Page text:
We have, however, seen this before. Barack Obama is not the first Alinskyite President, he’s the second. The first was William Clinton, who, like Obama, launched character assassination attacks against political opponents through shills. Clinton seldom tried merely to win debates, although he at least maintained an appearance of debating in the public eye. Almost invariably, he simultaneously engaged in character assassination, successfully turning well-meaning patriots like Henry Hyde and Ken Starr into slavering demons in the public eye. Nobody who opposed the Clinton administration escaped with their reputation intact. To this day, Newt Gingrich, arguably the best thinker in the Republican party and one of the most effective Speakers of the House in American history, has trouble being taken seriously as a contender for President because his approval rating was below 20% when he left office, a victim of the Clinton Slime Factory.
We saw plenty of instances of the same approach during the Democratic primary season, from Hillary Clinton (see here, here, and here for starters.) Her supporters now complain of having been the victim of corrupt, hard-ball political thuggery, and they seem to have a case. However, she arguably was simply “hoist with her own petard.”(1) It’s hard to imagine Frau Hillary as an innocent victim in a political sludge match.
We thought it was a reflection of the Clintons’ character. It turns out, instead, to be a reflection of the growing influence of Saul Alinsky among the strategists of the Democratic party. Thanks to Mr. Alinsky, who may be, I fear, experiencing the hospitality of the demonic majesty he once admitted to imitating (he thought he was joking), we are about to learn just how unsafe is the average American citizen, when faced with a chief executive who considers himself unconstrained by Constitutional limits on his power, and who is primarily committed to the expansion and retention of his power. We’re all perfectly safe, just so long as we’re no threat to the President’s personal power. Stand in his way, and we become targets of a great deal more than just the White House. If this doesn’t remind us of something ominous that’s been seen in other countries, we need to think a bit harder.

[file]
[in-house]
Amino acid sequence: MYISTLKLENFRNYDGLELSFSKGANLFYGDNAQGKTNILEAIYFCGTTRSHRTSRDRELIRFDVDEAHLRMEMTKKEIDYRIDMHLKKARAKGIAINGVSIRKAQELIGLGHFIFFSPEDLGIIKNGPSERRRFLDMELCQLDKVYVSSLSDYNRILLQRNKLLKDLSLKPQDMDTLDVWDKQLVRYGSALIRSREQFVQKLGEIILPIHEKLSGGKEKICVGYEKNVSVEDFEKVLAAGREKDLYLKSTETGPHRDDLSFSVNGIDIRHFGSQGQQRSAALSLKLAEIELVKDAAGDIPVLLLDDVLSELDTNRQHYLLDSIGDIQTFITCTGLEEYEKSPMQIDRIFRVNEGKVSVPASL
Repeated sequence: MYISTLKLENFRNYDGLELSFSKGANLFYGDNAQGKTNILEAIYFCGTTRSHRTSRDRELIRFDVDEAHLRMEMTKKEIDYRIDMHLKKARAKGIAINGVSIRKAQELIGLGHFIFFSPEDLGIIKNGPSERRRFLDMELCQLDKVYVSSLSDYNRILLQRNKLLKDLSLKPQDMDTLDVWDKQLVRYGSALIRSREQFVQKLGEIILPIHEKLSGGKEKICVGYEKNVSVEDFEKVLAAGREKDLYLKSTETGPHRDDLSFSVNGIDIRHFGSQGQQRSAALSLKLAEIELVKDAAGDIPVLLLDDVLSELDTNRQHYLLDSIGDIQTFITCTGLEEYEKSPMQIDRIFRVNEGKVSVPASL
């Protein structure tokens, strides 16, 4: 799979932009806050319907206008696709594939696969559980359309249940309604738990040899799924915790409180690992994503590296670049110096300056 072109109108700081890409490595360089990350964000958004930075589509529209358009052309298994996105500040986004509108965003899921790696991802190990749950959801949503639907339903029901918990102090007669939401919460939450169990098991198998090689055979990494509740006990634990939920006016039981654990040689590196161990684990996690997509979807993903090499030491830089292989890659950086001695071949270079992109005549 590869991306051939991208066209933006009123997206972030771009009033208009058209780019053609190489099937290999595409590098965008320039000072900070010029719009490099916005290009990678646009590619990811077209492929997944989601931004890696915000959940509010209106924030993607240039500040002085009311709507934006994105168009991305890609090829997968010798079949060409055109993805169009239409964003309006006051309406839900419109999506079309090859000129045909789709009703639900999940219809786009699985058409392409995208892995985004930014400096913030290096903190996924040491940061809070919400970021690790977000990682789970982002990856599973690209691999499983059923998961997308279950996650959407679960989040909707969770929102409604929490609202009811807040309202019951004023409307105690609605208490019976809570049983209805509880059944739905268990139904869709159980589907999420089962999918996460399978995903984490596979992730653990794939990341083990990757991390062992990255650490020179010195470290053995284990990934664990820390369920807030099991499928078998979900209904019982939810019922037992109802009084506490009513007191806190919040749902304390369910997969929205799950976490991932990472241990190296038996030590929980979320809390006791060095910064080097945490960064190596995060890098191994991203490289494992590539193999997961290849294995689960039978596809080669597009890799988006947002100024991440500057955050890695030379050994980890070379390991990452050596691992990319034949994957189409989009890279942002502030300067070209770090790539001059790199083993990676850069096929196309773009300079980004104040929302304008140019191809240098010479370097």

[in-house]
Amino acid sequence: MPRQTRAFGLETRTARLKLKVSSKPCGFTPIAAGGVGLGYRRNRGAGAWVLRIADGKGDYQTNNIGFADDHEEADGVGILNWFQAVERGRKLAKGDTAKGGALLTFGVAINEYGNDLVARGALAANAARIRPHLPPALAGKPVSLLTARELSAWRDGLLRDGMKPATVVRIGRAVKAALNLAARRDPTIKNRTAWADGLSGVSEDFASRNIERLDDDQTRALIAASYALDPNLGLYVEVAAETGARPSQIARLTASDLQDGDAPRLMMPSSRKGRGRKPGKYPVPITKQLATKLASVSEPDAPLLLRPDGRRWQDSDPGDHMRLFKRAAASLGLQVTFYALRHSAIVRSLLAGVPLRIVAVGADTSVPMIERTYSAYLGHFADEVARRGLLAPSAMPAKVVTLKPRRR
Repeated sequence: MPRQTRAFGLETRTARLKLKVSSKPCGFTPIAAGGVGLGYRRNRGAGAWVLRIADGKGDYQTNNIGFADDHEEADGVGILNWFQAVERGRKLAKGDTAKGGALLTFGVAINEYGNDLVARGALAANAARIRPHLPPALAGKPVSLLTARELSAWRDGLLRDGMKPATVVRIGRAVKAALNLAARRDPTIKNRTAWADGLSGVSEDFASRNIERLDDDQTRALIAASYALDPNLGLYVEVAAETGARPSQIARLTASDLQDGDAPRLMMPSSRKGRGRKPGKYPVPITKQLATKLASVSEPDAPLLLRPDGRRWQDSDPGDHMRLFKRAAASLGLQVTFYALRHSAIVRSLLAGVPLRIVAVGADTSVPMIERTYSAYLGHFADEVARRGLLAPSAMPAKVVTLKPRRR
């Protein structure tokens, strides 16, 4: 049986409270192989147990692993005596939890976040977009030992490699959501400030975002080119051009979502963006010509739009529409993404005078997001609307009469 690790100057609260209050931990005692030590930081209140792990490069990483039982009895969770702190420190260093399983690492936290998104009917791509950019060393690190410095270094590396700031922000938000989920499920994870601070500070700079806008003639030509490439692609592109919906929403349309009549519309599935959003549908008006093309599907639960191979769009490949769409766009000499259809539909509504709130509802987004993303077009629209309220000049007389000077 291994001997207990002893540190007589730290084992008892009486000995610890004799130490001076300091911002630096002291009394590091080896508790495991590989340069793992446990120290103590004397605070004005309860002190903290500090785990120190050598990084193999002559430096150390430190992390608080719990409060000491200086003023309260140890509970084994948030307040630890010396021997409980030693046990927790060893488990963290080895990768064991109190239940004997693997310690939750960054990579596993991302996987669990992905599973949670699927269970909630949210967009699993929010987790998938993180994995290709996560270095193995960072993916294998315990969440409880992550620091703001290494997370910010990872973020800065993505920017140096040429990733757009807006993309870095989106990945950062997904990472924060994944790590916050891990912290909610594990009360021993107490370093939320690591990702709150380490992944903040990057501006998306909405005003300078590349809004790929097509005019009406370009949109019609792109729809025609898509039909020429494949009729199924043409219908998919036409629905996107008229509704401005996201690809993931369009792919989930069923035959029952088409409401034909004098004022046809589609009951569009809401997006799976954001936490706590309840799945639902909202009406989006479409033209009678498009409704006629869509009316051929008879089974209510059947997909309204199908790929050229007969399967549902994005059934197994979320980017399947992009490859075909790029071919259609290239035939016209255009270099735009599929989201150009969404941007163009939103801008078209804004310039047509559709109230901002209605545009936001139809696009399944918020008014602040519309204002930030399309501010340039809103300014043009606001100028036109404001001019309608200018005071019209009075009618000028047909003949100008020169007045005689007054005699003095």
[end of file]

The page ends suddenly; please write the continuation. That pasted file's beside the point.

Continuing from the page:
(1) From Hamlet, by William Shakespeare: “For tis the sport to have the enginer Hoist with his owne petar”. A petard, or petar, was simply a box filled with gunpowder, used to blow open a gate. To have an engineer “hoist with his owne petar” is what happens when he doesn’t scoot away from the lit bomb quickly enough. Oops.
1 Comment »
Comment by Virginia
We’ve also got his example of talking down Fox News just the other day. Of course, Fox has been attacked by all the leftist blogs and groups already so many times…but still, it seemed like a deliberate attempt to marginalize or make irrelevant anything Fox has to say.